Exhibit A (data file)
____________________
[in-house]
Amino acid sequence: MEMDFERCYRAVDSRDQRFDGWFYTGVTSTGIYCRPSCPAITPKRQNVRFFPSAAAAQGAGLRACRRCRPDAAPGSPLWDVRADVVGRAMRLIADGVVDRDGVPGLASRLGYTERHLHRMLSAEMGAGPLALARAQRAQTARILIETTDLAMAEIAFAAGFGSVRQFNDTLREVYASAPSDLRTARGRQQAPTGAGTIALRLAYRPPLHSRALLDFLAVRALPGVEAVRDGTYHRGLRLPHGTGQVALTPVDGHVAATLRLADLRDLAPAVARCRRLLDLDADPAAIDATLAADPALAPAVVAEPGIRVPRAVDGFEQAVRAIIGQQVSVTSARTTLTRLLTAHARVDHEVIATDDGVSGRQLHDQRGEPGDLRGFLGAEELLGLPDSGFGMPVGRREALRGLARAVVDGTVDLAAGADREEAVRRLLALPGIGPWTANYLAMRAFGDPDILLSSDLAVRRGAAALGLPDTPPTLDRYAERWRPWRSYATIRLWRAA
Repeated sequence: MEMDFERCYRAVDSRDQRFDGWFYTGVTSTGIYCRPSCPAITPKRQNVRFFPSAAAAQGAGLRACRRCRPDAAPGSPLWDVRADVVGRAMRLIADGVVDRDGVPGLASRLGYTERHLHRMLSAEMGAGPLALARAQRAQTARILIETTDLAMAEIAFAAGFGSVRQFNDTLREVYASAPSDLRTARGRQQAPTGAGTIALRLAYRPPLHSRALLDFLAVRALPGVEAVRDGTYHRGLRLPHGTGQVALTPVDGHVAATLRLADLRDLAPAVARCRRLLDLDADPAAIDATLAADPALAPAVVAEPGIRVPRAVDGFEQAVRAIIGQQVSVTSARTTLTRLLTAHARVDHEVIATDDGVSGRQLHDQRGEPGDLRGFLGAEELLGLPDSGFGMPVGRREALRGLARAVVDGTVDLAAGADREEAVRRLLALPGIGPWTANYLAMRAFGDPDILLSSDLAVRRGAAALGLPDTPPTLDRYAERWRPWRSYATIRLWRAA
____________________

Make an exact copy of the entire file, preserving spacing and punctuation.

[in-house]
Amino acid sequence: MEMDFERCYRAVDSRDQRFDGWFYTGVTSTGIYCRPSCPAITPKRQNVRFFPSAAAAQGAGLRACRRCRPDAAPGSPLWDVRADVVGRAMRLIADGVVDRDGVPGLASRLGYTERHLHRMLSAEMGAGPLALARAQRAQTARILIETTDLAMAEIAFAAGFGSVRQFNDTLREVYASAPSDLRTARGRQQAPTGAGTIALRLAYRPPLHSRALLDFLAVRALPGVEAVRDGTYHRGLRLPHGTGQVALTPVDGHVAATLRLADLRDLAPAVARCRRLLDLDADPAAIDATLAADPALAPAVVAEPGIRVPRAVDGFEQAVRAIIGQQVSVTSARTTLTRLLTAHARVDHEVIATDDGVSGRQLHDQRGEPGDLRGFLGAEELLGLPDSGFGMPVGRREALRGLARAVVDGTVDLAAGADREEAVRRLLALPGIGPWTANYLAMRAFGDPDILLSSDLAVRRGAAALGLPDTPPTLDRYAERWRPWRSYATIRLWRAA
Repeated sequence: MEMDFERCYRAVDSRDQRFDGWFYTGVTSTGIYCRPSCPAITPKRQNVRFFPSAAAAQGAGLRACRRCRPDAAPGSPLWDVRADVVGRAMRLIADGVVDRDGVPGLASRLGYTERHLHRMLSAEMGAGPLALARAQRAQTARILIETTDLAMAEIAFAAGFGSVRQFNDTLREVYASAPSDLRTARGRQQAPTGAGTIALRLAYRPPLHSRALLDFLAVRALPGVEAVRDGTYHRGLRLPHGTGQVALTPVDGHVAATLRLADLRDLAPAVARCRRLLDLDADPAAIDATLAADPALAPAVVAEPGIRVPRAVDGFEQAVRAIIGQQVSVTSARTTLTRLLTAHARVDHEVIATDDGVSGRQLHDQRGEPGDLRGFLGAEELLGLPDSGFGMPVGRREALRGLARAVVDGTVDLAAGADREEAVRRLLALPGIGPWTANYLAMRAFGDPDILLSSDLAVRRGAAALGLPDTPPTLDRYAERWRPWRSYATIRLWRAA